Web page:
(Grand Island, NE) Walking into the Husker Harvest Days show on the first day of the show, the chill in the air was a harsh reminder that winter is just around the corner. George Lunniss, Rodger Berry and I were commenting that we couldn’t ever remember working at a farm show when the temperature was only 55°.
This was my first visit to Husker Harvest Days and while I’ve attended many farm shows, I kept going “Wow” with the size of the show, overall appearance of the show grounds and the number of truly impressive vendor displays.
Husker Harvest Days has a permanent show site 6 miles west of Grand Island, NE on Husker Highway. With 70 acres of exhibit area, it is the leading farm show in the western corn belt and Great Plains. In a very non-scientific count, I would venture to say this show has twice as many permanent structures as any other outdoor show I’ve attended.
There are many other “different” things at Husker Harvest as compared to other midwestern shows. A quick walk around the show and you will quickly learn the importance of water management in western Nebraska. Most notably, all of the crops grown for field demos and test plots are irrigated throughout the growing season. Then there are five large companies displaying fully operational center pivot irrigation systems right in the show grounds with countless smaller exhibitors showing everything from pumps, irrigation pipe and add-ons for tire traction. The University of Nebraska has an entire building with a couple dozen people working their exhibit almost totally focused on water management. Even the Ford truck ad in the Husker Harvest program has a picture of a truck in front of a center pivot system pulling irrigation pipe. Water management is important in western Nebraska.
The next thing I noticed was the “working” aspect of this show. The demo and test field plots completely surround the exhibit area. There are equipment demos going virtually every minute of the show. These include the latest combines and tractors as well as cattle handling equipment demos with cattle and horse training, including at least one training demo with wild burros. I even saw a camel and a kangaroo in the Purina Food exhibit area.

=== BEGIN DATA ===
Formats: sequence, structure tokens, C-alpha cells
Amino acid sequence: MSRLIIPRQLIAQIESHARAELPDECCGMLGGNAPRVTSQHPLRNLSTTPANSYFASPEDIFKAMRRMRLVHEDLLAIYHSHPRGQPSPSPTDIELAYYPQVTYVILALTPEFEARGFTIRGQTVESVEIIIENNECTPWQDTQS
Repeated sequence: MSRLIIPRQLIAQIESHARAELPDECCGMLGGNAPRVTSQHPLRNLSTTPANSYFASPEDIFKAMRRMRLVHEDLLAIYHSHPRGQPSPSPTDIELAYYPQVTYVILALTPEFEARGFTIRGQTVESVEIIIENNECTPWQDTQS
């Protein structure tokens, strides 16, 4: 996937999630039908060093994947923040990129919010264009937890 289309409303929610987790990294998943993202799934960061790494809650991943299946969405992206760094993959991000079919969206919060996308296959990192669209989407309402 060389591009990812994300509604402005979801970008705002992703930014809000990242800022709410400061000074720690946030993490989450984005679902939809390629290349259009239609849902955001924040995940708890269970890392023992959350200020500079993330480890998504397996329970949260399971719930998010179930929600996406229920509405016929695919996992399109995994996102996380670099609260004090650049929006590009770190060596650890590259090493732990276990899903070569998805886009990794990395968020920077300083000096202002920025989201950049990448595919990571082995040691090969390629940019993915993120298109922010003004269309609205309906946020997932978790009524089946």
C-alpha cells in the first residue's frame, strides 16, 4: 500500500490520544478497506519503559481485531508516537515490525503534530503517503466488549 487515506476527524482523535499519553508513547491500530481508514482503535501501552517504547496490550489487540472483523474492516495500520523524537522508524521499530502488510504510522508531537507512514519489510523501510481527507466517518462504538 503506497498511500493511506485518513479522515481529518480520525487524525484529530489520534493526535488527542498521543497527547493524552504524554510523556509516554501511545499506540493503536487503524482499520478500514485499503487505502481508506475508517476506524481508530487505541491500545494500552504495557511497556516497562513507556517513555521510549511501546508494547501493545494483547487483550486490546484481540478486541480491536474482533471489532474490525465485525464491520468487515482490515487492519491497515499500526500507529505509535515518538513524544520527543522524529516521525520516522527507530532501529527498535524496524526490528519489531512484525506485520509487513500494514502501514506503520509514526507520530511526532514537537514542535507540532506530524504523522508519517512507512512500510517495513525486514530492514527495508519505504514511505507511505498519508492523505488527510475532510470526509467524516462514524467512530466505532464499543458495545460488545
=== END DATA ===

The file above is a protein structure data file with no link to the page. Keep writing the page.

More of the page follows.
In the southeast corner of the show you could test drive a variety of 4-wheelers over an obstacle course set up in a combined corn field. There were often 4 or 5 four-wheelers maneuvering around the course at any one time. I think the most interesting was the large Toyota Tundra truck display. Toyota had the 2008 Tundra and a 2008 Chevy hooked up to a dynamometer with actual show attendees “drag racing” the trucks. The information from the dyno was displayed on a huge digital board for everyone to see.
George Lunnis and Rodger Berry, both from the Bridgeport store, represented All States Ag Parts at Husker Harvest Days. In addition to passing out thousands of catalogs, they displayed new and rebuilt parts and introduced many new customers to our company. We, of course, had a number of questions about the “big auction” and were proud to tell people we were the largest purchaser of tractors at the auction and had all their antique tractor needs.
Farm Progress Show – August 26-28
(Boone, IA) An All-States Ag Parts team effort represented the company at the Farm Progress Show. Tom Foss and Ryan Cory set up and tore down this year’s display. Dan “Doc” O’Connell, from Downing, worked the show booth all three days, with Jeff Webb, Rod Dowell and Darryl Jamison, all from Urbandale, working the show one day each.
This marked the 55th year of Farm Progress and their first year on the new, permanent biennial site at Boone. The show is in Iowa every other year and moves to Illinois next year. The permanent facilities in Boone have allowed the Farm Progress Show to add hard surfaced roads, permanent restrooms, a storm sewer and drainage system. It rained one day at the show and while the upgrades were beneficial to handling the rain, we know at least one of our competitors was virtually flooded out that day! We’re truly sorry for their bad luck.
Farm Progress and Husker Harvest Days are both presented by the Farm Progress company and many of the displays and vendors are similar. I think a unique demonstration at Farm Progress was the use and training of stock dogs. Another unique demonstration was the “Farm Progress Inventors Challenge”. This presentation showed the top 10 inventions for visitors to check out and vote on and included everything from a seed box tray to an all-weather hay feeder.